The Support of the MinistryBy Pastor Boffey on Sunday, August 13, 2006.
I. It is a godly duty to financially support the minister of God. 1CO 9:7-14.
A. Benefactors of spiritual things are properly rewarded with carnal things by
the beneficiaries. ROM 15:27 c/w LUK 8:2-3.
B. Special consideration should be given to able elders whose life's work is in the word of God. 1TI 5:17; GAL 6:6.
1. Communicate: "To give to another as a partaker; to give a share of..."
2. This communication speaks of ministerial support in context.
3. Such communication is a God-pleasing sacrifice.
PHIL 4:18; HEB 13:16.
C. Ministerial support serves as incentive for the minister.
2CH 31:4; 1CO 9:10.
II. Consider that the ministry is work. EPH 4:12; 1TH 5:12.
A. It is preeminently labour in the word and doctrine. 1TI 5:17; 2TI 2:15.
B. It is in the best interests of the kingdom that ministers not be unnecessarily
distracted from this. ACT 6:2; 2TI 2:4.
C. "...much study is a weariness of the flesh" (ECC 12:12).
D. It is work to study the word, know the word, expound the word and keep people in the word! GAL 4:11; HEB 5:12.
E. Do not think that the minister only works on Sundays.
III. Consider the unique nature of the work of your minister. Would you work in your secular vocations on the same terms?
A. The minister has no negotiated wage or salary. He is dependent upon the mercies of God and the willing offerings of his hearers. 2CO 9:7.
1. There is no N.T. example of a contractual arrangement between church
and minister for the minister's support.
2. The minister sets no fee for his services in the word of God. He is not
to preach "...for filthy lucre's sake" (TIT 1:11).
3. PRO 23:23. The truth may be bought but not sold: neither sold out nor sold as a commodity.
a. Ministers who sell out the truth for personal gain are nothing but despised hirelings.
JDG 17:10; 18:19-20; REV 2:14 c/w JUD 1:11.
b. Ministers who market the truth as a commodity to high bidders
invite the "woes" of EZE 34:2 and 1CO 9:16.
c. Ministers must flee such notions. 1TI 6:10-11.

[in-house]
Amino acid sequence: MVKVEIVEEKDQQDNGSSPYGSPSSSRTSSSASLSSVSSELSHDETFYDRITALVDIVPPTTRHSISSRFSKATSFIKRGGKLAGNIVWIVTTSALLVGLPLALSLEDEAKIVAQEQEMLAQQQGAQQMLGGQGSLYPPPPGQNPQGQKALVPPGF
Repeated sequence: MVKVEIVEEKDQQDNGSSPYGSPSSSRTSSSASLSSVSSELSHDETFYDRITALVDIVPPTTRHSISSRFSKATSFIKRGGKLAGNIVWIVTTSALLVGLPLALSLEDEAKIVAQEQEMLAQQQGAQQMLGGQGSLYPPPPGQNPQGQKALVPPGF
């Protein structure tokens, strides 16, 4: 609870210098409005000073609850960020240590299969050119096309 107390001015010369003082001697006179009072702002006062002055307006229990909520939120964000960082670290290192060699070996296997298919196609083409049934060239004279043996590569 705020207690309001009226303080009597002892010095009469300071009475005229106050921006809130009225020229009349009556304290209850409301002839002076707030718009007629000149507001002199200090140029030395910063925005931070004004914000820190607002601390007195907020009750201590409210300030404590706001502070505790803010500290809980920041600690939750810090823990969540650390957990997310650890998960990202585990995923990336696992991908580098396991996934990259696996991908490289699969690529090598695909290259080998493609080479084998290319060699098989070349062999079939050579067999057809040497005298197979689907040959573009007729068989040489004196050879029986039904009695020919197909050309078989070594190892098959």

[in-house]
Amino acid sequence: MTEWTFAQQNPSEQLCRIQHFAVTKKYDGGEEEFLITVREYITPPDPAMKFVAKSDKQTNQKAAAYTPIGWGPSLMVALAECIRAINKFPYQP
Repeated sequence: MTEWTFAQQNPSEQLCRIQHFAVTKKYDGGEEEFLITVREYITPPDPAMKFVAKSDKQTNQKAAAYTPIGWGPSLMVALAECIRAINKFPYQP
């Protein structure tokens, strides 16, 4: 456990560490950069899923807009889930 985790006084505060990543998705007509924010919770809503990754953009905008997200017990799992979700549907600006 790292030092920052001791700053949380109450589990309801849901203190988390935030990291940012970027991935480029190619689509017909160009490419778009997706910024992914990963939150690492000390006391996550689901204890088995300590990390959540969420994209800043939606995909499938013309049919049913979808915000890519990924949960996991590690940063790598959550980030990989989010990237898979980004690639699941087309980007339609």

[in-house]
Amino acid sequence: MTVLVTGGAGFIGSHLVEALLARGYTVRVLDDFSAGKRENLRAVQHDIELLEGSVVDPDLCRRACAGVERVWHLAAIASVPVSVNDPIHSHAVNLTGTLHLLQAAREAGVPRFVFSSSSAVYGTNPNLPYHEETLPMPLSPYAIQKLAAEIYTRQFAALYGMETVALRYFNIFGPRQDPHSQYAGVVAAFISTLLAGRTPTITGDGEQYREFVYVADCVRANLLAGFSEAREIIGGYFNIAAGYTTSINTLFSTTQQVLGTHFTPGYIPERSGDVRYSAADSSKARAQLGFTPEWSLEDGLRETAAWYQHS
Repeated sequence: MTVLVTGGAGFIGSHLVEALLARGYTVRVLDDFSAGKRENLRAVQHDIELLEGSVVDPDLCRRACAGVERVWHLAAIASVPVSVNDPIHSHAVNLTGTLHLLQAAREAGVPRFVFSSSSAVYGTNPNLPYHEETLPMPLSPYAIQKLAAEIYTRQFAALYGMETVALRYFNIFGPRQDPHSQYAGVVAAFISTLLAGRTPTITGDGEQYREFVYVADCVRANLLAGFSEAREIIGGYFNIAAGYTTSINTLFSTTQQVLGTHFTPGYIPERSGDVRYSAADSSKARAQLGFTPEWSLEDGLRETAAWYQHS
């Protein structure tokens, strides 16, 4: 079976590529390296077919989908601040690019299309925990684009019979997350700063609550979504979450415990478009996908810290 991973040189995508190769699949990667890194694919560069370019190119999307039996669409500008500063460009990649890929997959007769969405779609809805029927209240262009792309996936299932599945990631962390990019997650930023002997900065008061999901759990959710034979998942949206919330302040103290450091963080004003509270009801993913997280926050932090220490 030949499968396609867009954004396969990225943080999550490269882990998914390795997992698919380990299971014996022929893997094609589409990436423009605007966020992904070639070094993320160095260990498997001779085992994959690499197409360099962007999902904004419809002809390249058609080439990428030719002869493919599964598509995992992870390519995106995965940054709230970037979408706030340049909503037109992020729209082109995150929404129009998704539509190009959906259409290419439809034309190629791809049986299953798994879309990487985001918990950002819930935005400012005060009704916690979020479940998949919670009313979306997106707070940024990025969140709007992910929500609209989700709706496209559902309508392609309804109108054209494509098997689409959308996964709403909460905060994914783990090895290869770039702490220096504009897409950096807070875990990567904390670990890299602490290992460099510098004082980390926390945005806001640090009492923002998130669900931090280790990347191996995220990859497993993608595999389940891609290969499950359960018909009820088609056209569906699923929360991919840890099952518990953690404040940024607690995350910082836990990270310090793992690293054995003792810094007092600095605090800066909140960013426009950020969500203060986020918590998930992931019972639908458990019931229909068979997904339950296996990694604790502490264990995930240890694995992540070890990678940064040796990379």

4. Ministerial support is basically after the manner of LUK 10:1-8. Compare this with 1TI 5:17-18.
B. The minister has no guarantee of profit or even income. He is bound, when necessary, to be satisfied with life's basics. 1TI 6:8.
C. The minister must provide his own health insurance and retirement savings. He has no such accompanying fringe benefits.
D. The minister must perform his duties without regard to the calling's inherently offensive nature, even though people have a tendency to fight back through the wallet. JUD 1:16 c/w JER 48:10.
IV. The minister of God should be willing to work with his hands when necessary. LUK 16:9; ACT 18:3; 20:32-34.
A. It should be remembered that, though Paul is the pattern for gospel ministers, Paul had no family for whom he was duty bound to provide time for their comfort and training.
B. Sometimes, for the sake of the gospel, a minister may forego remuneration for his duties. 1CO 9:15; 1TH 2:6.
C. However, it is not in a church's best overall interests to be relieved of their duty to support the minister. 2CO 11:7-10.
D. The church that unnecessarily forces the minister into secular work is on shaky ground. NEH 13:10-14.
E. Christians are obliged to DO good AS THEY ARE ABLE. Good wishes are insufficient substitutes for duty. PRO 3:27; ACT 11:29; 1JO 3:17.
F. The church that liberally supports the minister when able to do so is a church to be praised. PHIL 4:14-18.
G. Those who give liberally to godly causes shall merit a proportionate recompense. PRO 3:9-10; LUK 6:38; 2CO 9:6.